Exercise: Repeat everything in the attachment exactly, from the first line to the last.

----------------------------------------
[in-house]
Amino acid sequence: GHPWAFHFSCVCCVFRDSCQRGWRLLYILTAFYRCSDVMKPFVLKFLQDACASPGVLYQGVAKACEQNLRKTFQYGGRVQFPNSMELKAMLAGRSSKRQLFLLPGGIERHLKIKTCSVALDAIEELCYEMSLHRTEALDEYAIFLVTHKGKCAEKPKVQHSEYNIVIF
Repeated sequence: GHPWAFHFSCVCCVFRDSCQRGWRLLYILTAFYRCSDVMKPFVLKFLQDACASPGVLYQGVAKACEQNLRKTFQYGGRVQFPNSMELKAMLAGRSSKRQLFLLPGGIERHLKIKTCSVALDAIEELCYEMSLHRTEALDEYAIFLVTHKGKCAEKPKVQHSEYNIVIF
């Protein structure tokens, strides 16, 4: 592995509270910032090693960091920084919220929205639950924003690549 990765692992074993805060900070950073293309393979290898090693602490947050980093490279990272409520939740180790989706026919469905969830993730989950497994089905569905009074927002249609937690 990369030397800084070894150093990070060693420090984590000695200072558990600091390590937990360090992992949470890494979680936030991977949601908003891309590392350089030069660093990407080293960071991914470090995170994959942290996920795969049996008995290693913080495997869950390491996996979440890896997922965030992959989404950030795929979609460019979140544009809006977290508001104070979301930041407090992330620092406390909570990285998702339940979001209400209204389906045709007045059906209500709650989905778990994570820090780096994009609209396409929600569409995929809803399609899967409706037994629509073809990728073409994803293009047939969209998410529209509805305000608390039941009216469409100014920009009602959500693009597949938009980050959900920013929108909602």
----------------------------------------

[in-house]
Amino acid sequence: GHPWAFHFSCVCCVFRDSCQRGWRLLYILTAFYRCSDVMKPFVLKFLQDACASPGVLYQGVAKACEQNLRKTFQYGGRVQFPNSMELKAMLAGRSSKRQLFLLPGGIERHLKIKTCSVALDAIEELCYEMSLHRTEALDEYAIFLVTHKGKCAEKPKVQHSEYNIVIF
Repeated sequence: GHPWAFHFSCVCCVFRDSCQRGWRLLYILTAFYRCSDVMKPFVLKFLQDACASPGVLYQGVAKACEQNLRKTFQYGGRVQFPNSMELKAMLAGRSSKRQLFLLPGGIERHLKIKTCSVALDAIEELCYEMSLHRTEALDEYAIFLVTHKGKCAEKPKVQHSEYNIVIF
């Protein structure tokens, strides 16, 4: 592995509270910032090693960091920084919220929205639950924003690549 990765692992074993805060900070950073293309393979290898090693602490947050980093490279990272409520939740180790989706026919469905969830993730989950497994089905569905009074927002249609937690 990369030397800084070894150093990070060693420090984590000695200072558990600091390590937990360090992992949470890494979680936030991977949601908003891309590392350089030069660093990407080293960071991914470090995170994959942290996920795969049996008995290693913080495997869950390491996996979440890896997922965030992959989404950030795929979609460019979140544009809006977290508001104070979301930041407090992330620092406390909570990285998702339940979001209400209204389906045709007045059906209500709650989905778990994570820090780096994009609209396409929600569409995929809803399609899967409706037994629509073809990728073409994803293009047939969209998410529209509805305000608390039941009216469409100014920009009602959500693009597949938009980050959900920013929108909602």